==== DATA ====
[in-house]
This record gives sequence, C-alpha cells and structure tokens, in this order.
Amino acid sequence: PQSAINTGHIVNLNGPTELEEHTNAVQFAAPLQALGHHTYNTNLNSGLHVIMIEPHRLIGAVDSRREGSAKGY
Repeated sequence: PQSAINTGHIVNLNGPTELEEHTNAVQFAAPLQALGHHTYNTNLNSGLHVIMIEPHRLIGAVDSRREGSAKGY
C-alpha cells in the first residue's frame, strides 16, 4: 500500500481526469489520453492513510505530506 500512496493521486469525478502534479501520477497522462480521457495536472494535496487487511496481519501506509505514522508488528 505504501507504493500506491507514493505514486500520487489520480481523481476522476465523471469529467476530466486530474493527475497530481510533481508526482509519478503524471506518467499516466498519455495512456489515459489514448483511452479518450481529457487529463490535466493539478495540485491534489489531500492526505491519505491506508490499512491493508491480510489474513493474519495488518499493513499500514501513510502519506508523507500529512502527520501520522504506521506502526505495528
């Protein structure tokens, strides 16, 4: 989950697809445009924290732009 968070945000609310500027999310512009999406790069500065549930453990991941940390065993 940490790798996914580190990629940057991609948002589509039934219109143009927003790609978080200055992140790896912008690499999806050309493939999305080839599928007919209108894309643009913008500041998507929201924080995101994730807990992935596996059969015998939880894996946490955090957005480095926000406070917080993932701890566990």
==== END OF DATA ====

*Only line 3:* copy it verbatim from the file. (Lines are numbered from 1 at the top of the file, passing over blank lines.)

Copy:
Amino acid sequence: PQSAINTGHIVNLNGPTELEEHTNAVQFAAPLQALGHHTYNTNLNSGLHVIMIEPHRLIGAVDSRREGSAKGY